Three witneses were sworn for the prosecution — the prison physician, a cook and one of the keepers. No evidence was introduced on behalf of the prisoner. The taking of testimony occupied about one hour and a half, when the jury retired. After an absence of about two hours it returned and requested the Judge to explain the legal difference between murder in the first and second degrees.
EXTRAORDINARY SCENE IN COURT.
Judge Landon was about to reply, when the prisoner arose to his feet and said: — “Your Honor and gentlemen of the jury, this was not a murder in the second degree. It was a deliberate and premeditated murder. I know that I have done wrong, that I ought to confess the truth and that I ought to be hanged.”
Here the prisoner’ counsel tried in vain to silence him.
“No,” continued King.
I have done wrong. It is my duty to confess it, and I cannot help doing so. I cannot keep still. I plead guilty to murder in the first degree. It was fifteen minutes from the time I struck the first blow with the axe until I struck him the second time, and all this time I kept thinking, ‘I will finish this man.’ If this is not premeditated murder what is it? I have already killed two men. What is my life to me? The life of either of these two men whom I have killed is worth a dozen of mine.
THE DEATH SENTENCE.
The prisoner then sat down, whereupon the Judge informed the jury that in view of the prisoner’s admission that the murder was premeditated there was no necessity for any further explanation of the law upon his part.
The jury thereupon retired and very soon came back with a verdict of guilty. In reply to the question as to whether he had anything to say why the sentence of death should not be passed upon him King replied: — “Nothing, sir; the sentence is a just one. I ought to be hanged.”
KING’S RECORD IN NEW YORK.
Policeman Patrick Kennedy, of the City Hall police, said yesterday: —
I arrested King immediately after his stabbing poor McGiven. King had a watch and chain in one hand and an open knife in the other.
As soon as McGiven was wounded he released his hold of the thief, who had thus become a murderer, and cried out ‘I am stabbed!’ Just as this occurred I arrived at the scene and seized the murderer.
McGiven said, ‘Look out for him; he has a knife.’ With some difficulty I succeeded in disarming King, not, however, before he informed me that if he had his pistol with him he would ‘fix’ me.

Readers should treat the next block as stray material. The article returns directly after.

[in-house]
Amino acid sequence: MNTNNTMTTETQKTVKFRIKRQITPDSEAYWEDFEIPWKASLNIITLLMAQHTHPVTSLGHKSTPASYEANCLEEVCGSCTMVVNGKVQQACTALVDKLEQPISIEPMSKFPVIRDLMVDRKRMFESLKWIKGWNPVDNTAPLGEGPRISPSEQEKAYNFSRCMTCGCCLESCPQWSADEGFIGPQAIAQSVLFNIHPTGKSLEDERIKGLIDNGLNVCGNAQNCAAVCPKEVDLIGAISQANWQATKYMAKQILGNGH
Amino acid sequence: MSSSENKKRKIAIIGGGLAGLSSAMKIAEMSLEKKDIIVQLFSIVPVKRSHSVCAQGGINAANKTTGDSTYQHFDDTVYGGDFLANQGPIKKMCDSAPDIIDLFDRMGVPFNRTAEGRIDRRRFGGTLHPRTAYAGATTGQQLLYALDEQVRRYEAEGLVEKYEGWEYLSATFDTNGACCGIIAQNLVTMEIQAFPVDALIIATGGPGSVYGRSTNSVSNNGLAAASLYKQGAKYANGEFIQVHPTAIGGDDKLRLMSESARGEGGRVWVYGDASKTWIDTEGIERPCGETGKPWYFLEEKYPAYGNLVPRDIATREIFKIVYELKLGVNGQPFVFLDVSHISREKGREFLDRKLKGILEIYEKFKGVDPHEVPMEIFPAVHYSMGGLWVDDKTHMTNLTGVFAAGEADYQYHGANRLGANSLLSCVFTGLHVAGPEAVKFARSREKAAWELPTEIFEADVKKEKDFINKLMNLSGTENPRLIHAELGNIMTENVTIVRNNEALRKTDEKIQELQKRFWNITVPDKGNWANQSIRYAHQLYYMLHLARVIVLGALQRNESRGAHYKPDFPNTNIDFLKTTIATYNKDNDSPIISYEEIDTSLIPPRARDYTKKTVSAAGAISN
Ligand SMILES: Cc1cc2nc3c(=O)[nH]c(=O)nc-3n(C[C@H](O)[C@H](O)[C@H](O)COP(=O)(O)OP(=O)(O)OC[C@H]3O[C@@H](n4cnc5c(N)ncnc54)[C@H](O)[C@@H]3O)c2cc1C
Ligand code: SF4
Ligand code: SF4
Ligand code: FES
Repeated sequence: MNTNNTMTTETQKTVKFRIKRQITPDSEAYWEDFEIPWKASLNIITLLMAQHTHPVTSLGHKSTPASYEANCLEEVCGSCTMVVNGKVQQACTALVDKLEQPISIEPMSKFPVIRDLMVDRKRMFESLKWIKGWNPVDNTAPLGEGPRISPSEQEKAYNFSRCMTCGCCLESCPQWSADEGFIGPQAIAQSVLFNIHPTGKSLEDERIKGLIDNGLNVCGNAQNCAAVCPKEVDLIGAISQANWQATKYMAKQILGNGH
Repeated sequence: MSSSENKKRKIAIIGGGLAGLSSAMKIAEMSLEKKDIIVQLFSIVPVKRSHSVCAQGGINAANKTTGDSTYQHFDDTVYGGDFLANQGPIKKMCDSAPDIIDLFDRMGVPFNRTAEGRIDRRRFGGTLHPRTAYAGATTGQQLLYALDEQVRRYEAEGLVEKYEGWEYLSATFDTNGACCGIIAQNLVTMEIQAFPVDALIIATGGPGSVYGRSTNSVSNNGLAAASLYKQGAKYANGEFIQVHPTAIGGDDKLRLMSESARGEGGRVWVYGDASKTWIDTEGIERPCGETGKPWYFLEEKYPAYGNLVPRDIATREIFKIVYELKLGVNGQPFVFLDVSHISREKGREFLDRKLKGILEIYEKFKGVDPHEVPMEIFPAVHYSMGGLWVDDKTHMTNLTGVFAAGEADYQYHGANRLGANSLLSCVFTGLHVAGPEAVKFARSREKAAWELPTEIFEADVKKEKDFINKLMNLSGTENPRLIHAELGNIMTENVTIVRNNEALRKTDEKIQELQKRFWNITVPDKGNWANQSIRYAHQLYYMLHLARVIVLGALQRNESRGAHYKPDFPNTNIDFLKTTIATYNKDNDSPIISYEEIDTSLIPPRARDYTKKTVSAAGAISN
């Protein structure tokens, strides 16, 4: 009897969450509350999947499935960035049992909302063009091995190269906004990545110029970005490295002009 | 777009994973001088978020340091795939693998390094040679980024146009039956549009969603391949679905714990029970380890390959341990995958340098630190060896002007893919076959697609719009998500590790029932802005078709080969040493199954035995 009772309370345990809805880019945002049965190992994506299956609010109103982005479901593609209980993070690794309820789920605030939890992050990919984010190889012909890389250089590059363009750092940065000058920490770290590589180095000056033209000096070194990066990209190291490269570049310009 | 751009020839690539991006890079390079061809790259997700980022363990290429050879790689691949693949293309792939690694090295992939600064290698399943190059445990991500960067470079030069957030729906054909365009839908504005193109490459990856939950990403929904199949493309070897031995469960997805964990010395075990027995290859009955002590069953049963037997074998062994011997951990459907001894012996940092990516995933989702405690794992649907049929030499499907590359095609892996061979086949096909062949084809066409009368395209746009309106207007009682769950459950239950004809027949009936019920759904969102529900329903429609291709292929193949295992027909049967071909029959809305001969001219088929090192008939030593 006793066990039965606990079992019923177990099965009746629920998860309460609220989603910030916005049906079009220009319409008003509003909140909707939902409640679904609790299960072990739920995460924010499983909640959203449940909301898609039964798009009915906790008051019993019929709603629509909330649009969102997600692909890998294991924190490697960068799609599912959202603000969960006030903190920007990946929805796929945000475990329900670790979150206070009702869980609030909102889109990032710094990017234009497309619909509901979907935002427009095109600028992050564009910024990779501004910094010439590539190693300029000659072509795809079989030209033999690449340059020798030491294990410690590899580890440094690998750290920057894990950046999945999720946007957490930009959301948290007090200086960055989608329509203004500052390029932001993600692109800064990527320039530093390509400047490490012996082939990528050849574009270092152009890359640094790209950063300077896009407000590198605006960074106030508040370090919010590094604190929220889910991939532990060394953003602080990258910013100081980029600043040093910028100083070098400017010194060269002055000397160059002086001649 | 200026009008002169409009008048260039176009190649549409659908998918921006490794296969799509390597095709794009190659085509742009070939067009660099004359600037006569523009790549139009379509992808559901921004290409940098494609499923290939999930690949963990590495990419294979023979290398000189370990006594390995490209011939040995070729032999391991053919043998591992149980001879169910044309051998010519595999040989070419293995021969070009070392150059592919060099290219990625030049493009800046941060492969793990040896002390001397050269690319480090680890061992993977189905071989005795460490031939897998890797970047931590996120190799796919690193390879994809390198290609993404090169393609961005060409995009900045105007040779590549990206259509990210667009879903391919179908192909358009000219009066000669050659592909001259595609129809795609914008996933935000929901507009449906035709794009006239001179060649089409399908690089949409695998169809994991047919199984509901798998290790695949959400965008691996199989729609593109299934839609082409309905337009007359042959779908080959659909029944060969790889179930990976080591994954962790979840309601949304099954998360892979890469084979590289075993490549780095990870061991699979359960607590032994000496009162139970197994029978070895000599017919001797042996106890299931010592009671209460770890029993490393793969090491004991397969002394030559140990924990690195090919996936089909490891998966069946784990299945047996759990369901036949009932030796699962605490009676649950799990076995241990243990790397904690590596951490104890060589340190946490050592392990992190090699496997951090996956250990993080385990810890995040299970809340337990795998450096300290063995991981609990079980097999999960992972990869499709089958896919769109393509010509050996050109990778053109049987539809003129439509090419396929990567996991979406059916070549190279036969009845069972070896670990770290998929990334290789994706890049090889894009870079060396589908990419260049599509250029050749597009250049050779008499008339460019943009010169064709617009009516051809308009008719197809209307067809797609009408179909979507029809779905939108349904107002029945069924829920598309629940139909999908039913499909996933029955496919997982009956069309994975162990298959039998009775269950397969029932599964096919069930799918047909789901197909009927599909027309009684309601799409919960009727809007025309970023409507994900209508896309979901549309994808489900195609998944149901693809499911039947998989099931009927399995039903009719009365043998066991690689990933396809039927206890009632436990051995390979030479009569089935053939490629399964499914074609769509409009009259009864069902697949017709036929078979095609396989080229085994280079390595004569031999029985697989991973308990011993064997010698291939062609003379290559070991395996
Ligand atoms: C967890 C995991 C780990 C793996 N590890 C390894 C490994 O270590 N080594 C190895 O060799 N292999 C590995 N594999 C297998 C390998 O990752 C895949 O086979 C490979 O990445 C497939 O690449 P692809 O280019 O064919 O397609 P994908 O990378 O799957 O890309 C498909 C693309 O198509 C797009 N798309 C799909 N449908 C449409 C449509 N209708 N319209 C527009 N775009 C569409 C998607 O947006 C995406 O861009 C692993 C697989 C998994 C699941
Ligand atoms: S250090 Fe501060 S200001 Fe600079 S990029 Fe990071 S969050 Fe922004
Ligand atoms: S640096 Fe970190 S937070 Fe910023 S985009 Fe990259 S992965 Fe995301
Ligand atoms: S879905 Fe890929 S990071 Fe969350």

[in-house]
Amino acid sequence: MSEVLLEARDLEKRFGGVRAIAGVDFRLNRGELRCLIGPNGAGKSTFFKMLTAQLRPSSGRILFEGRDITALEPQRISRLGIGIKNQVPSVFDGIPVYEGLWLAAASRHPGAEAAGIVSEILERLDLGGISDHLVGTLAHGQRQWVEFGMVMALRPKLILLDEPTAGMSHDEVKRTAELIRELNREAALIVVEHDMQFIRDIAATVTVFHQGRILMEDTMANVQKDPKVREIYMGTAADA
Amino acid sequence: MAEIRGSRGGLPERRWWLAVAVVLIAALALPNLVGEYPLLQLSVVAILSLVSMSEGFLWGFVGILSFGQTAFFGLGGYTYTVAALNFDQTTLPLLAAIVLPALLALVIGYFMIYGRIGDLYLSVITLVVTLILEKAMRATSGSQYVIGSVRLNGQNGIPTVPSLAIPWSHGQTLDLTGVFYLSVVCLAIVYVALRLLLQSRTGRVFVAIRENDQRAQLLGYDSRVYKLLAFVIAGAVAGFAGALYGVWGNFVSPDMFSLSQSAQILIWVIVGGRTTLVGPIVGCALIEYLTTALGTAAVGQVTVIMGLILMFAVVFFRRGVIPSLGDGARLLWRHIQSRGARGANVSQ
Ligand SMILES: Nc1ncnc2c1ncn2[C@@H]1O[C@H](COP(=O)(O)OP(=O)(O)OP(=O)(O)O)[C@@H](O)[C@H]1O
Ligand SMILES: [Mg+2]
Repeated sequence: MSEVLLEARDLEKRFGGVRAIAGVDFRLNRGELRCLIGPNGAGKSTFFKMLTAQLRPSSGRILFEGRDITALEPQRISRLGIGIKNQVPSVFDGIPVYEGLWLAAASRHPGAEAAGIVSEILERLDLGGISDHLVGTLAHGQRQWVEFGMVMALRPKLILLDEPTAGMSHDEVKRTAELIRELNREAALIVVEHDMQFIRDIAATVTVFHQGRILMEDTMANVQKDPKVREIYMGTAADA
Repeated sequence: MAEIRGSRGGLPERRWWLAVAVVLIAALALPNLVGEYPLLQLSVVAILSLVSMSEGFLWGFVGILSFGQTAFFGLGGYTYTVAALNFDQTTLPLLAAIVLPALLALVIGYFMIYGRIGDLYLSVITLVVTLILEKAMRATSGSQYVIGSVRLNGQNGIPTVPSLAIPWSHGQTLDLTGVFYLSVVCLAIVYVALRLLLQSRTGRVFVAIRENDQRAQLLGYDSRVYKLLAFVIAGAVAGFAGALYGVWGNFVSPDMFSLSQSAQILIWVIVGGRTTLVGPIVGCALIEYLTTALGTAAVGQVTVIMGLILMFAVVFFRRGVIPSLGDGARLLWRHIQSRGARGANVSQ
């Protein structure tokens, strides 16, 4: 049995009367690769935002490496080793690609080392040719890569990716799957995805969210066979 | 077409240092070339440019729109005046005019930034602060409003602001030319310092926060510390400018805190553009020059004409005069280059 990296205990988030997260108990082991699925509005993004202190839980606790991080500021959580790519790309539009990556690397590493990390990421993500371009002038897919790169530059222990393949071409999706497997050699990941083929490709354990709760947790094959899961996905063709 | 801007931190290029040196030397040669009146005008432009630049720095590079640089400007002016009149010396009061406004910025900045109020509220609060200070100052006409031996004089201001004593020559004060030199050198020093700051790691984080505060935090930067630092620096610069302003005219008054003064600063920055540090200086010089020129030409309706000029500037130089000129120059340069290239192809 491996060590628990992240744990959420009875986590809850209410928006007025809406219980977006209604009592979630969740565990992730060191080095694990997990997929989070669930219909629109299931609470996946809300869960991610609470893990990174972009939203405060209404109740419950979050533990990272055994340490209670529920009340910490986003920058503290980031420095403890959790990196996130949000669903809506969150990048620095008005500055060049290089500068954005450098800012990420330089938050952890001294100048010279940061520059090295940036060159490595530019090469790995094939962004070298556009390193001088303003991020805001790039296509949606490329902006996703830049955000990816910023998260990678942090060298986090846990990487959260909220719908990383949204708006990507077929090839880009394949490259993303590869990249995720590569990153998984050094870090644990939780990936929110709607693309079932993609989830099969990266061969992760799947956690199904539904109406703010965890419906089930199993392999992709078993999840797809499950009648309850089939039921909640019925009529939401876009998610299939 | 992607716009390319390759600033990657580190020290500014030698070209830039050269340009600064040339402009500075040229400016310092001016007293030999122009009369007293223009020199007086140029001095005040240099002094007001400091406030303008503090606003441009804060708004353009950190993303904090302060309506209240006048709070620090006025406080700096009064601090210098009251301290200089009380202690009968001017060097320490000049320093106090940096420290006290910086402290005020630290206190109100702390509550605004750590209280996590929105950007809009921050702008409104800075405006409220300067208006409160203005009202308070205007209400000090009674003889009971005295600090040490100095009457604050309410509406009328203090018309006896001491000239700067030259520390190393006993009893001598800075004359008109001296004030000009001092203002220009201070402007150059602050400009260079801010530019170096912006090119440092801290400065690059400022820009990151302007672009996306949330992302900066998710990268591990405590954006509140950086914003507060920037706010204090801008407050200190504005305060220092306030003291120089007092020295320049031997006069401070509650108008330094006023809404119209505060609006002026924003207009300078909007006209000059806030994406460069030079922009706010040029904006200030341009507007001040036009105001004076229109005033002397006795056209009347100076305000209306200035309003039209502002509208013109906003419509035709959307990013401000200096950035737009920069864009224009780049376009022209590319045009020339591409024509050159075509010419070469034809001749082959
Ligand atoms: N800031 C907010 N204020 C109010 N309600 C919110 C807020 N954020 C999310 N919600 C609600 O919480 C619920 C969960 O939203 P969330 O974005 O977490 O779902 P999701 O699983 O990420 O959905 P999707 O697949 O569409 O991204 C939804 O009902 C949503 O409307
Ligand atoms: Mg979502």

I subsequently learned that King was one of the worst characters in a locality notorious for crime — viz., from Twelfth to Forty-Second Street, east of First Avenue. He was always ready, for anything in the way of crime, being what is known as a ‘general thief,’ having no particular specialty, but adopting sneak thieving, burglary or highway robbery as occasion offered.
He lived with his mother and brother in Nineteenth street, between First Avenue and Avenue A, and was well known to the police as one of the most desperate characters in the Eighteenth Ward.
He had the most violent temper that ever man was cursed with. He would stop at nothing to injure any one who interfered with or thwarted him.
Since he has been in prison I have ascertained that he wrote letters to this city, in which he expressed the intention, if ever he got out, to put an end to my life. Some idea of the man may be formed from his statement only a day or two ago that he does not want to live, as if he were to obtain his liberty he might commit other murders.
Jonesborough, Ga., Nov. 4, 1881
Tom Betts, colored, was hanged here to-day for the murder of Judge H. Moore, last fall.
Betts was taken from jail at 12 o’clock by the Sheriff under a guard of seventy men and carried to the gallows, which was erected a mile from the town.
The condemned man made a speech confessing his crime and expressing the belief that he would be saved. The drop fell at 1:01 o’clock and death resulted in seven minutes from strangulation.
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Entry Filed under: 19th Century,Capital Punishment,Common Criminals,Crime,Death Penalty,Disfavored Minorities,Execution,Georgia,Hanged,Murder,New York,North Carolina,Public Executions,Racial and Ethnic Minorities,USA
Tags: 1880s, 1881, day in the death penalty, henry king, henry lovett, james garfield, november 4, tom betts